Editor's Note: Reports now indicate that the gunman was found dead with a self-inflicted gunshot wound to the head. A government official says 13 are dead. Three victims were taken to Wilson Medical Center with gunshot wounds to various extremities, and a fourth victim was taken to another area hospital. Read Editor-in-Chief A.J. Heightman's related column.
BINGHAMTON, N.Y. -- A gunman blocked the back door of an immigration services center with his car before walking through the front door firing, wounding at least six people and taking as many as 41 hostage, officials said.
Mayor Matthew Ryan told the Binghamton Press & Sun Bulletin that there was a hostage situation involving a gunman with a high-powered rifle.
The FBI was sending hostage negotiators and an evidence response team to the scene, said a law enforcement official who was not authorized to speak about details of an ongoing hostage response and spoke on condition of anonymity.
The gunman barricaded the rear door of the American Civic Association with his car before entering through the front door, firing his weapon, the official said.
The newspaper reported 41 hostages in the building of the American Civic Association and said apartments were being evacuated.
Emergency dispatchers were in contact with some people inside by phone, WBNG-TV reported. The gunman might still be in the building, the newspaper reported. The Binghamton SWAT team responded.
Indications were that the shooter was a young male, and it wasn't immediately clear whether he was still in the building, the law enforcement official said.
Five people with gunshot wounds were being treated at Wilson Medical Center in Johnson City, according to hospital spokeswoman Christina Boyd.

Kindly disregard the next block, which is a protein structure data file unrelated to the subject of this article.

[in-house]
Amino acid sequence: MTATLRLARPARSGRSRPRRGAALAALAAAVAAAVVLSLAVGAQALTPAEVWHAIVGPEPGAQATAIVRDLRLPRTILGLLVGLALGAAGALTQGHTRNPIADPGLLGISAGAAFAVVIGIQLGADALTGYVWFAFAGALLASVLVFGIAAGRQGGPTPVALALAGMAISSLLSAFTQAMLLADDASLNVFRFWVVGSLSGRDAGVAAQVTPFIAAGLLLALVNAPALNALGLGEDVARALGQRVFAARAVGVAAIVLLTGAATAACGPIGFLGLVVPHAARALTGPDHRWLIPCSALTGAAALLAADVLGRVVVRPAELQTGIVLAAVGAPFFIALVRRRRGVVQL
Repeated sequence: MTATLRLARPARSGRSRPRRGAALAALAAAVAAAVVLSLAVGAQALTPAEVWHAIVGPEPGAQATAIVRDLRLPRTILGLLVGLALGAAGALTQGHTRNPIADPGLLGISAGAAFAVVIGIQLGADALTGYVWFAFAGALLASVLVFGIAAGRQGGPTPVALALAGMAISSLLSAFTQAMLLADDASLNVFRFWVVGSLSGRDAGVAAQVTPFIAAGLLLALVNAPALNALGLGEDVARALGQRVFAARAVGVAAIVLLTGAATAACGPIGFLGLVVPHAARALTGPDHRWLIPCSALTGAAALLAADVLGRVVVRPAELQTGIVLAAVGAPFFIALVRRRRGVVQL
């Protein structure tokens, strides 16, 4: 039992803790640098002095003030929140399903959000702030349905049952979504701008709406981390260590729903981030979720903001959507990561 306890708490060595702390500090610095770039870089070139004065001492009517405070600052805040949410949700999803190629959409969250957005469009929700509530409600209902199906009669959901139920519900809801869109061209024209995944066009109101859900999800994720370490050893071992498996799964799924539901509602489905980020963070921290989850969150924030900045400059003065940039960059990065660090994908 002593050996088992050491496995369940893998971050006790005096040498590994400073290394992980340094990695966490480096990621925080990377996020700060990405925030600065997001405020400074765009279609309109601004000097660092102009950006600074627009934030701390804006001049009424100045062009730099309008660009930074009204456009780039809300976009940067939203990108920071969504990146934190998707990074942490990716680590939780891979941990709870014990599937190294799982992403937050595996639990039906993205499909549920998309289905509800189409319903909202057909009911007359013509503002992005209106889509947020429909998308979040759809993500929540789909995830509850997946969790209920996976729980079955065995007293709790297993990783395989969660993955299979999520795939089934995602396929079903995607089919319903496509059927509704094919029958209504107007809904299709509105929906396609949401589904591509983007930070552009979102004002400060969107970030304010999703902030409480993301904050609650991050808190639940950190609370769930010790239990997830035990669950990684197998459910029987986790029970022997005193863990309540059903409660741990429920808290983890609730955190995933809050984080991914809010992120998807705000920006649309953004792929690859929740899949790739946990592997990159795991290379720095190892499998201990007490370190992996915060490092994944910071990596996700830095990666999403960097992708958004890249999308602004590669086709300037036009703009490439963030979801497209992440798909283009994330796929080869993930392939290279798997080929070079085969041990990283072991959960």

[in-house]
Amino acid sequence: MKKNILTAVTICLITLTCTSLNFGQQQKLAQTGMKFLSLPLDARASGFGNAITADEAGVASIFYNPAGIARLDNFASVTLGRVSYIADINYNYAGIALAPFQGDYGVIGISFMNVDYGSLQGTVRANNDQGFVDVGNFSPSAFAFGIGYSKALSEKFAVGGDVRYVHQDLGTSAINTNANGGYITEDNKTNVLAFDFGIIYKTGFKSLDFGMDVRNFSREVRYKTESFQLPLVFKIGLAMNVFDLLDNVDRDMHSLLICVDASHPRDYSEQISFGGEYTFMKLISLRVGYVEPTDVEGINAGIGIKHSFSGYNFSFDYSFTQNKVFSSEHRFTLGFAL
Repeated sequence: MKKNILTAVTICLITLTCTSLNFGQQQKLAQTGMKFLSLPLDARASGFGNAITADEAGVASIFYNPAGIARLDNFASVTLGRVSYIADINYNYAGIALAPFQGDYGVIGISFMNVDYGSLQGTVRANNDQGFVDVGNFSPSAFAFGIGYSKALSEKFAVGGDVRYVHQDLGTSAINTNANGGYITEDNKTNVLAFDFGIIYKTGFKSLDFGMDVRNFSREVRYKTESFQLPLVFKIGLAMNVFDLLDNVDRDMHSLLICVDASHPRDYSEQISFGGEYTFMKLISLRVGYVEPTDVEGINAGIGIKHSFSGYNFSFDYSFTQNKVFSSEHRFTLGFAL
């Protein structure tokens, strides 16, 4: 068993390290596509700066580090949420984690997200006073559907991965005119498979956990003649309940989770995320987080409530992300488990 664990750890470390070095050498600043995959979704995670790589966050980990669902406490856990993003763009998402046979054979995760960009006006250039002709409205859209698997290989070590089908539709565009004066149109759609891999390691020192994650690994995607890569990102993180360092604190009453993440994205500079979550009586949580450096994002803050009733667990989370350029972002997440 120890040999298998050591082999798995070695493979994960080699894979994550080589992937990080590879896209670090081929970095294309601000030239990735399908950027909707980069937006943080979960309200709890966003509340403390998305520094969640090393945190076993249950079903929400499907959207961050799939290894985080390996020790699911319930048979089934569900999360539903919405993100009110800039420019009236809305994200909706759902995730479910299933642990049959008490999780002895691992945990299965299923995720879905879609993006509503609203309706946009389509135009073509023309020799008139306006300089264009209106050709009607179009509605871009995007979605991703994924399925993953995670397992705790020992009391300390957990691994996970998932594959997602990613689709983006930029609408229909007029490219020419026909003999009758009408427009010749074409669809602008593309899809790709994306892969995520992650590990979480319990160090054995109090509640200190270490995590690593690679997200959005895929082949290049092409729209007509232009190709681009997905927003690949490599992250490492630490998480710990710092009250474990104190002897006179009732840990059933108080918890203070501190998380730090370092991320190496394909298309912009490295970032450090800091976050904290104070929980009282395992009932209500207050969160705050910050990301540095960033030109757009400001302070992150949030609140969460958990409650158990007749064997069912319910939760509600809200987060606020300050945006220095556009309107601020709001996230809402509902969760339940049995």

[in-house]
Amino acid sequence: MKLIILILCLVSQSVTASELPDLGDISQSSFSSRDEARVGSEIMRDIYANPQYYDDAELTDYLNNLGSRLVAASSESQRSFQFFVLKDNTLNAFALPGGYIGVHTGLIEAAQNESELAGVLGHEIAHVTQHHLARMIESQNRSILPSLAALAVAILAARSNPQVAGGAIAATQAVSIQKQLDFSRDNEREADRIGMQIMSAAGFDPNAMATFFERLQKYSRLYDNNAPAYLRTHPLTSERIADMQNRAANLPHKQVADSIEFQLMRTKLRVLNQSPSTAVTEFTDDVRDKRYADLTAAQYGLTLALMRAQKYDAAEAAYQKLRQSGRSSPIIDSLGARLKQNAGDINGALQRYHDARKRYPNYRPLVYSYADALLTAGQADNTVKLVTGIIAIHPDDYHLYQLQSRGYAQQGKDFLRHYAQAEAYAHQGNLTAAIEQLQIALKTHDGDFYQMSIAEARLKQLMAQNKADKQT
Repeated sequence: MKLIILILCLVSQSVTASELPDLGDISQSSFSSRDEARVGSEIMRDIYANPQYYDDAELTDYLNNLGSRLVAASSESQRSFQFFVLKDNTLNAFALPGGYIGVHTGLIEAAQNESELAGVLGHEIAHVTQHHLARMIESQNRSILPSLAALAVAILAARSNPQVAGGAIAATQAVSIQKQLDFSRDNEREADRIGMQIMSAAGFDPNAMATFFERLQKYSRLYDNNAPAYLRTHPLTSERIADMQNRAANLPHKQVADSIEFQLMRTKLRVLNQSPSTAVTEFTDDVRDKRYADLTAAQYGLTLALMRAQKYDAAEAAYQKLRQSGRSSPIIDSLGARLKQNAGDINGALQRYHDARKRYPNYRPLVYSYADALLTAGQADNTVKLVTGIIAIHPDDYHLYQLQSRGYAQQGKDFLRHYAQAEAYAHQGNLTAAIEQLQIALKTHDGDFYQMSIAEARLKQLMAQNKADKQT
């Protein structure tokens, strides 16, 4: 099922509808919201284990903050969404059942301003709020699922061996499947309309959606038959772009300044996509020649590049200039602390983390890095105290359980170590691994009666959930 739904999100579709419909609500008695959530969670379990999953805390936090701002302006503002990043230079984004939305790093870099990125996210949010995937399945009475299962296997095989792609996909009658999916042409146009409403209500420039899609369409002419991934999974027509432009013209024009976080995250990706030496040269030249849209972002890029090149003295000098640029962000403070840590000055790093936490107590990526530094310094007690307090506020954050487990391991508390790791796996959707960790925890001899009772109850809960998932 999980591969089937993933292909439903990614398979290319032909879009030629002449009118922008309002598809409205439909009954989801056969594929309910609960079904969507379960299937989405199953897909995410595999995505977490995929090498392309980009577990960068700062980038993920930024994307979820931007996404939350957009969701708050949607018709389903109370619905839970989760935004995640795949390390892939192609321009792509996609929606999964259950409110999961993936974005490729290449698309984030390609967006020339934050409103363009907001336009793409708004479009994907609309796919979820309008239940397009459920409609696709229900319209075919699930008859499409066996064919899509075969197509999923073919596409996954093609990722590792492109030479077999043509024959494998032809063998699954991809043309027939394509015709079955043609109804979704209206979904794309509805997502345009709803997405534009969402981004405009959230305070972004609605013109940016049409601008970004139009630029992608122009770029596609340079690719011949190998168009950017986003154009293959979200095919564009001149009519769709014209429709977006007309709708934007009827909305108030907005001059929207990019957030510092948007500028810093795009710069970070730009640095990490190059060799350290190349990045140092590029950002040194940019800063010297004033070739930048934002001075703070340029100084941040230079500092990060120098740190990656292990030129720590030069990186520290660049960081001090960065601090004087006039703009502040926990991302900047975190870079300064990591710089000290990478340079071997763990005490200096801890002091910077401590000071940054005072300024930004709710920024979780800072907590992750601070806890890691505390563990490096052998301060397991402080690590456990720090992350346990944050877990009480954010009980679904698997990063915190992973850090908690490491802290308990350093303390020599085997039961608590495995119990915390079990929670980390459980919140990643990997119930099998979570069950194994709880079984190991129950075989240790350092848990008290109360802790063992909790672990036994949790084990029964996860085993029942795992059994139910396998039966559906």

The wounded ranged in age from 20 to their mid-50s, and their conditions ranged from stable to critical, she said.
Linda Miller, a spokeswoman at Our Lady of Lourdes Hospital in Binghamton, confirmed that a student from Binghamton University was being treated at the emergency room.
A police dispatcher who spoke to The Associated Press wouldn't confirm a number of people shot or injured.
Around 1 p.m., Pennie Kerber, 72, told the AP in a phone call from her home across the street that the scene appeared to be settling down.
"The cops are all standing around in the front now. They're still all over the roof for sure," she said. "The SWAT shooters that were to the side of the building look like they're not there any more. It looks like it's clearing."
The area is in a stretch on the west side of the Chenango River in the city of about 45,000 near the Pennsylvania border. Emergency vehicles lined the streets in the neighborhood, a mix of homes and small businesses.
College student Leslie Shrager told the AP that she and her five housemates were sleeping when police pounded on the front door of their house next door to the shooting scene.
Officers escorted the six Binghamton University students outside, she said, and that's when they learned of the shooting.
"One of our housemates thought they heard banging of some kind. But when you're living in downtown Binghamton, it's always noisy," said Shrager, of Slingerlands, an Albany suburb. "Literally two minutes later the cops came and got us out."
The American Civic Association describes itself as helping immigrants and refugees with counseling, resettlement, citizenship, family reunification and translators.
It also intervenes with emergencies, including fighting, hunger and homelessness, according to information from the association's Web site.
Associated Press writer Devlin Barrett in Washington contributed to this report.